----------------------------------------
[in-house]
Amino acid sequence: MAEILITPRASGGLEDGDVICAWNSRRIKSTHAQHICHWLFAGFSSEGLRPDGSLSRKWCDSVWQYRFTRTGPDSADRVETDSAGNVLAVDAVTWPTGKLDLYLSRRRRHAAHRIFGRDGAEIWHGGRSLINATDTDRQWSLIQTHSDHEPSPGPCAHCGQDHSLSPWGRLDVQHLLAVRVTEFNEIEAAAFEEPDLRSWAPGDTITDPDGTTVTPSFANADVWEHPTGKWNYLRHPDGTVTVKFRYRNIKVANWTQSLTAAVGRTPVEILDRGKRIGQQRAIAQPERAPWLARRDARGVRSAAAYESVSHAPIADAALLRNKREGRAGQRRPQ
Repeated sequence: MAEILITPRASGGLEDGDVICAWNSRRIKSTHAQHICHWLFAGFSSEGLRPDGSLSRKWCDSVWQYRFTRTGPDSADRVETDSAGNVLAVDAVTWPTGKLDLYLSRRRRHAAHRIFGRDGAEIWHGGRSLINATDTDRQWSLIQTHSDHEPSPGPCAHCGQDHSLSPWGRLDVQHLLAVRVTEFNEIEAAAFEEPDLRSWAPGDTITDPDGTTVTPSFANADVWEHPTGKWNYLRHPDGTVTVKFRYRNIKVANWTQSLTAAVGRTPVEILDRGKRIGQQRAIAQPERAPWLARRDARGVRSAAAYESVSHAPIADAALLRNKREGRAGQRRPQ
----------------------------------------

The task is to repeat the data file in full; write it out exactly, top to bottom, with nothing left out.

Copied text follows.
[in-house]
Amino acid sequence: MAEILITPRASGGLEDGDVICAWNSRRIKSTHAQHICHWLFAGFSSEGLRPDGSLSRKWCDSVWQYRFTRTGPDSADRVETDSAGNVLAVDAVTWPTGKLDLYLSRRRRHAAHRIFGRDGAEIWHGGRSLINATDTDRQWSLIQTHSDHEPSPGPCAHCGQDHSLSPWGRLDVQHLLAVRVTEFNEIEAAAFEEPDLRSWAPGDTITDPDGTTVTPSFANADVWEHPTGKWNYLRHPDGTVTVKFRYRNIKVANWTQSLTAAVGRTPVEILDRGKRIGQQRAIAQPERAPWLARRDARGVRSAAAYESVSHAPIADAALLRNKREGRAGQRRPQ
Repeated sequence: MAEILITPRASGGLEDGDVICAWNSRRIKSTHAQHICHWLFAGFSSEGLRPDGSLSRKWCDSVWQYRFTRTGPDSADRVETDSAGNVLAVDAVTWPTGKLDLYLSRRRRHAAHRIFGRDGAEIWHGGRSLINATDTDRQWSLIQTHSDHEPSPGPCAHCGQDHSLSPWGRLDVQHLLAVRVTEFNEIEAAAFEEPDLRSWAPGDTITDPDGTTVTPSFANADVWEHPTGKWNYLRHPDGTVTVKFRYRNIKVANWTQSLTAAVGRTPVEILDRGKRIGQQRAIAQPERAPWLARRDARGVRSAAAYESVSHAPIADAALLRNKREGRAGQRRPQ